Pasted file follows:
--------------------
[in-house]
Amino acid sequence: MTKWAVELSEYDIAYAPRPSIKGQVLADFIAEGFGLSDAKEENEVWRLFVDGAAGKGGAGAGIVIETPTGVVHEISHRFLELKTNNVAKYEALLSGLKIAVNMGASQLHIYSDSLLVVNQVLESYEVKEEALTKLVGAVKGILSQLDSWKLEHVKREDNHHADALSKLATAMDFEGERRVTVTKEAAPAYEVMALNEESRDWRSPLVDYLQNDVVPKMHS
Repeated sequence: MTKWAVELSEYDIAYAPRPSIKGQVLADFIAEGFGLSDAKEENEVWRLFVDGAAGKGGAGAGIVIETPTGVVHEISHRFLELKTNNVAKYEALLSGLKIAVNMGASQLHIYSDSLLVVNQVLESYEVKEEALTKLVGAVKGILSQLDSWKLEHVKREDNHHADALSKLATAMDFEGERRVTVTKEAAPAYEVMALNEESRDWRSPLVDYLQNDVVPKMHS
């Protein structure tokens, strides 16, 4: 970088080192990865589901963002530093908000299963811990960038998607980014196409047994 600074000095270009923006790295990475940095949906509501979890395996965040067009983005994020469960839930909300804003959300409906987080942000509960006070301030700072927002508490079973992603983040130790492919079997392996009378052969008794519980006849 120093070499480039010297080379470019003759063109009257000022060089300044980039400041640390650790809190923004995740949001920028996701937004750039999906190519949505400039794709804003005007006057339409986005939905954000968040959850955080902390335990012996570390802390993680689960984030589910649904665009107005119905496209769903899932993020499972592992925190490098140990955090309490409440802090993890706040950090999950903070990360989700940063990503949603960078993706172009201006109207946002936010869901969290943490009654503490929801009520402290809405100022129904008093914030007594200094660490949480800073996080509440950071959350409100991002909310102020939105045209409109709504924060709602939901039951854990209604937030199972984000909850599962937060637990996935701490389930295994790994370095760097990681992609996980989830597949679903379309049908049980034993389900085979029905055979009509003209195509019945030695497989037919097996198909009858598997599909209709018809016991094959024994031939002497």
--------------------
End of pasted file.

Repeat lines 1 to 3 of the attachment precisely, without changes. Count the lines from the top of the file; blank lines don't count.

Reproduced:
[in-house]
Amino acid sequence: MTKWAVELSEYDIAYAPRPSIKGQVLADFIAEGFGLSDAKEENEVWRLFVDGAAGKGGAGAGIVIETPTGVVHEISHRFLELKTNNVAKYEALLSGLKIAVNMGASQLHIYSDSLLVVNQVLESYEVKEEALTKLVGAVKGILSQLDSWKLEHVKREDNHHADALSKLATAMDFEGERRVTVTKEAAPAYEVMALNEESRDWRSPLVDYLQNDVVPKMHS
Repeated sequence: MTKWAVELSEYDIAYAPRPSIKGQVLADFIAEGFGLSDAKEENEVWRLFVDGAAGKGGAGAGIVIETPTGVVHEISHRFLELKTNNVAKYEALLSGLKIAVNMGASQLHIYSDSLLVVNQVLESYEVKEEALTKLVGAVKGILSQLDSWKLEHVKREDNHHADALSKLATAMDFEGERRVTVTKEAAPAYEVMALNEESRDWRSPLVDYLQNDVVPKMHS